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Protect What We’ve All Earned in Cyberspace

20 Mar 2017 | Lance Cpl. Timothy M. Courtney Marine Corps Air Station Beaufort

  In response to the recent revelations with regard to the online conduct of active duty service members and veterans, the following guidance and reminders pertaining to posting online are provided by the Office of the Staff Judge Advocate.

  Marines are responsible for all content they publish on social networking sites. Therefore, we need to be thoughtful about the material we post online, especially since the lines between personal and professional life often blur in cyberspace. We are Marines 24/7, whether in formation or on Facebook, and anything we post online is a direct representation of ourselves, our unit, and the uniform we all proudly wear. Malicious and even careless posting online can harm more than the subject of the post. There are serious consequences that can affect both your military and post-military career.

  Violation of the Uniform Code of Military Justice (UCMJ), Article 120c. The distribution of photography or any recording of the private area of another person, without that other person’s consent while that person has the reasonable expectation of privacy comes with a maximum punishment of a dishonorable discharge, seven years confinement, and forfeiture of all pay and allowances. In most states you will also be required to register as a sex offender.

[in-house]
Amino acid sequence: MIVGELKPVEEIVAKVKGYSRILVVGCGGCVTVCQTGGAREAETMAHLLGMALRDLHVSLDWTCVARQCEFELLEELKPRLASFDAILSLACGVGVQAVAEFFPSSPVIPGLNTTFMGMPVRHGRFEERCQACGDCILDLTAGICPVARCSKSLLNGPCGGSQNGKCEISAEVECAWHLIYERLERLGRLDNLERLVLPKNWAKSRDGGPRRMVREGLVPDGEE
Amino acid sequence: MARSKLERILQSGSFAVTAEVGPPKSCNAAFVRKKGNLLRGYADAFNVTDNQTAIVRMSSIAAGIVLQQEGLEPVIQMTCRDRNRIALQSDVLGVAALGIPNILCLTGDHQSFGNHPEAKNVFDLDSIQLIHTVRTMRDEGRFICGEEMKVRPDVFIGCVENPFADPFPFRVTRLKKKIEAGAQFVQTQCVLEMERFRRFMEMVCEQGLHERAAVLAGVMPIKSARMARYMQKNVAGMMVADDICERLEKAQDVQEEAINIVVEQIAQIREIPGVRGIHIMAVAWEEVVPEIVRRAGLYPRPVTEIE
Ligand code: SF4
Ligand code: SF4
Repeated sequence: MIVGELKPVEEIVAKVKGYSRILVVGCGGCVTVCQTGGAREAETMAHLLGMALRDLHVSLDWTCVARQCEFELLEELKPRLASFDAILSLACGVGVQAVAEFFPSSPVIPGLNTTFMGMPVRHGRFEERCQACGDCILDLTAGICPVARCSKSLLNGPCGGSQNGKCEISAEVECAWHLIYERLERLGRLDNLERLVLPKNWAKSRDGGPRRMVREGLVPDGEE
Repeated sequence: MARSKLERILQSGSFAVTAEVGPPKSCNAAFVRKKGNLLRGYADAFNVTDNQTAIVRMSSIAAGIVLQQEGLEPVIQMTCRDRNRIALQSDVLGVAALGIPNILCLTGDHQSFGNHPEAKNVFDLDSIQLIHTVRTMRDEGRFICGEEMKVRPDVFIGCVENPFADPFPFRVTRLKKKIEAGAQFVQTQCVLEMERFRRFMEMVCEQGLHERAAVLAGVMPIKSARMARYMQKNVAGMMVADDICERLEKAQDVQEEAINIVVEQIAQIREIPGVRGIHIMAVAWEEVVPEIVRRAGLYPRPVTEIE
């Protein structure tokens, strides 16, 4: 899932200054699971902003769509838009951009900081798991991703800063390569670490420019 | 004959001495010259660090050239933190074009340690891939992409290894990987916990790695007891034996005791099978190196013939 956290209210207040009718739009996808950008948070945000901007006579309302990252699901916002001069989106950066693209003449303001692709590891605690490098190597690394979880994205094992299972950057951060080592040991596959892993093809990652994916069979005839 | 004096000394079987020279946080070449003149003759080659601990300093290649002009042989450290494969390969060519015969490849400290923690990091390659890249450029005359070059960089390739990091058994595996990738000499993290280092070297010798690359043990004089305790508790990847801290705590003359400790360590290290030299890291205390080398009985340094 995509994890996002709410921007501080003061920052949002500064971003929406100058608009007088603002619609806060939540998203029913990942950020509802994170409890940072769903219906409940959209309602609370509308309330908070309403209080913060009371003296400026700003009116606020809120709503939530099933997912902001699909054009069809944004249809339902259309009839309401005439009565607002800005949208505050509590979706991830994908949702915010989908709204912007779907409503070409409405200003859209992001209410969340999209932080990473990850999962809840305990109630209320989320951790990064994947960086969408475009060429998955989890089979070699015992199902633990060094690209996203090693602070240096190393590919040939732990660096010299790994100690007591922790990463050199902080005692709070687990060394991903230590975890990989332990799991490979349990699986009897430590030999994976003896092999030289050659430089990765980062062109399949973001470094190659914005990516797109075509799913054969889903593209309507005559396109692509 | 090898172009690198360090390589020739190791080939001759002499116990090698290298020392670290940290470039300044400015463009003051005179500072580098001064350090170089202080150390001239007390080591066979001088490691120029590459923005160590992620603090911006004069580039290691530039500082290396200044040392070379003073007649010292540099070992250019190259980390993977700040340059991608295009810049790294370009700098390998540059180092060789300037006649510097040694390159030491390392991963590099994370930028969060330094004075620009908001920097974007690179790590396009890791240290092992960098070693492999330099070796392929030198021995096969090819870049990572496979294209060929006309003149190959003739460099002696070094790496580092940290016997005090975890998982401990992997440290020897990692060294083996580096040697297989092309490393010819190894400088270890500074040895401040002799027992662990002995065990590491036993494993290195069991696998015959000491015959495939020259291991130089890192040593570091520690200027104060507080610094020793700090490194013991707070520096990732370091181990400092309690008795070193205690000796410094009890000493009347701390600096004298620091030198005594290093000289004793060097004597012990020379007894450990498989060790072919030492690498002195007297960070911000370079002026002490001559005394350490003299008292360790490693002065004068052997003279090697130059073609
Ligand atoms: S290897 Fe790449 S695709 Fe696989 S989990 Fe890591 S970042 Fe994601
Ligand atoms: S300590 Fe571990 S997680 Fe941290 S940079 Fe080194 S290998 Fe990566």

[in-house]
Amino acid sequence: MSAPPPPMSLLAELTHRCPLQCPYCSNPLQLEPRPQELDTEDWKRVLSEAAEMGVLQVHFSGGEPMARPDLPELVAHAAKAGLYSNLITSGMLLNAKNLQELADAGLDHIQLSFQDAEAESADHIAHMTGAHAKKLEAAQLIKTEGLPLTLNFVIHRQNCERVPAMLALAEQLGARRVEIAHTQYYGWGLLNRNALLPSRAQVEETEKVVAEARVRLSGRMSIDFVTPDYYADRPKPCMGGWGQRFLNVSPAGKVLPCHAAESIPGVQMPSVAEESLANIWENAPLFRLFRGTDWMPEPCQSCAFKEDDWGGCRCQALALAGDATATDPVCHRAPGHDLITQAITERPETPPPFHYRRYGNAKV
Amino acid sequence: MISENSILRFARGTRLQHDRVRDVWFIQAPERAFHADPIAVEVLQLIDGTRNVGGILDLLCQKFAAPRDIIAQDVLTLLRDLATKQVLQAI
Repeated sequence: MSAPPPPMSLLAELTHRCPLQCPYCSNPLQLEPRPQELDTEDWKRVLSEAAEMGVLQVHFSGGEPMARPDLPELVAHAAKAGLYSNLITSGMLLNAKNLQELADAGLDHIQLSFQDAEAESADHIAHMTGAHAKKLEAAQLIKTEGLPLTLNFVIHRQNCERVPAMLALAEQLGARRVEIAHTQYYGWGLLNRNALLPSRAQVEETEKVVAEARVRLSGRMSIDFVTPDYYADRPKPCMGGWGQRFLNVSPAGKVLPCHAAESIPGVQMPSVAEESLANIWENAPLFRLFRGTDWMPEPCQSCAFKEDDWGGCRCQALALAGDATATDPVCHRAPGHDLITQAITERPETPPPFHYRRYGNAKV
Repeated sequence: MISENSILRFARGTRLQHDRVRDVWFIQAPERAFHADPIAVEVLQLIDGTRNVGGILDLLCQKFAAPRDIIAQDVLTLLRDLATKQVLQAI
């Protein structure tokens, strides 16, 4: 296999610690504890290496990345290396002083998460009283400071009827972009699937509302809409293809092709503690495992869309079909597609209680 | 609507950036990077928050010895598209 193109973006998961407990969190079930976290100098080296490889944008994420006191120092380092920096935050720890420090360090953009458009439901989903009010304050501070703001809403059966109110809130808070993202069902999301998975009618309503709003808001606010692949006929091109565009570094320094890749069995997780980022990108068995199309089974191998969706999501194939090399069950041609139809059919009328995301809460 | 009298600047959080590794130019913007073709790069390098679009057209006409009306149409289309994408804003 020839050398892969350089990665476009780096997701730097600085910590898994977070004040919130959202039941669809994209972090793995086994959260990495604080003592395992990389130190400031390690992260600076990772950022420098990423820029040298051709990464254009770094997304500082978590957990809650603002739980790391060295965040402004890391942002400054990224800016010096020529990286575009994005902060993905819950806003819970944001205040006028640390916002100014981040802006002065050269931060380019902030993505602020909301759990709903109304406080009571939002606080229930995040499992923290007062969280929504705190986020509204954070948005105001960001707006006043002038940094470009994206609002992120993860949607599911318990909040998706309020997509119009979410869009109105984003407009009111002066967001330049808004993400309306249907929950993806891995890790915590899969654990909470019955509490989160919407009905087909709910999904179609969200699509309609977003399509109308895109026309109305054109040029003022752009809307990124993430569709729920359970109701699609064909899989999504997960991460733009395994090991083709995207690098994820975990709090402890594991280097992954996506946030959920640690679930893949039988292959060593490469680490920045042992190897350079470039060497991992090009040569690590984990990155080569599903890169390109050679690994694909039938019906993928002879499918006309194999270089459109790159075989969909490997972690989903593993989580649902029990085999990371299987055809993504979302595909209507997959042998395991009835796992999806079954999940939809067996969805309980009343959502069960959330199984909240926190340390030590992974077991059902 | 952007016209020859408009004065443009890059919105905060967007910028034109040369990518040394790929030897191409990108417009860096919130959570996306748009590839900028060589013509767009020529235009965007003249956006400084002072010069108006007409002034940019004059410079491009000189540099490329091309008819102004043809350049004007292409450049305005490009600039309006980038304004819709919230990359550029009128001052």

Violation of the UCMJ, Article 92. Marine Corps Order (MCO) 1000.9A makes sexual harassment a crime that comes with a maximum punishment of a dishonorable discharge, two years confinement and forfeiture of all pay and allowances. Online commentary on lewd photos of fellow Marines can interfere with that Marine’s work performance. It will also create a hostile or offensive work environment. As a Marine, you are expected to conduct yourself in a professional manner at all times and treat others with dignity and respect.

  Violation of 5 U.S.C. § 552, Privacy Act. Additionally, it is a crime to post personal identifiable information about other Marines online. For example, if a Marine has access to a roster and uses that information to post the names, ranks, units, or contact info of another Marine online, then the poster has not only committed a criminal act, he has also breeched the trust the Marine Corps placed in him. This criminal breach can be punished by a court-martial or a federal court with a maximum fine of $5,000.

  Failure to Report an Offense. Both MCO 1000.9A and Navy Regulation 1137 require members of the naval service to report all offenses that they personally observe as soon as possible. Standing by is not an option! We have a duty to protect the Marines with whom we serve. We all have a duty to report the above violations whether we see them online or in the workplace. Failure to perform that duty is a violation of the UCMJ, Article 92. If you see it and don’t report it, the same maximum punishment applies to you as the person who might be sexually harassing a fellow Marine.

  We are all on the same team. We take care of our fellow Marines, not because it would be a violation of some rule if we didn’t; we take care of each other because that is who we are. That is what we do as Marines. We never leave anyone behind on the battlefield and we won’t do it in garrison either. If you see something, say something.

  If anyone feels like he or she may be the victim of sexual assault or harassment, please do not hesitate to report it to any of the following: chain of command, UVA at (843)228-6344, chaplain at 843- 228-7775/7121, NCIS at (843)228-7215, or the office of the victims’ legal counsel at (843)321-6009.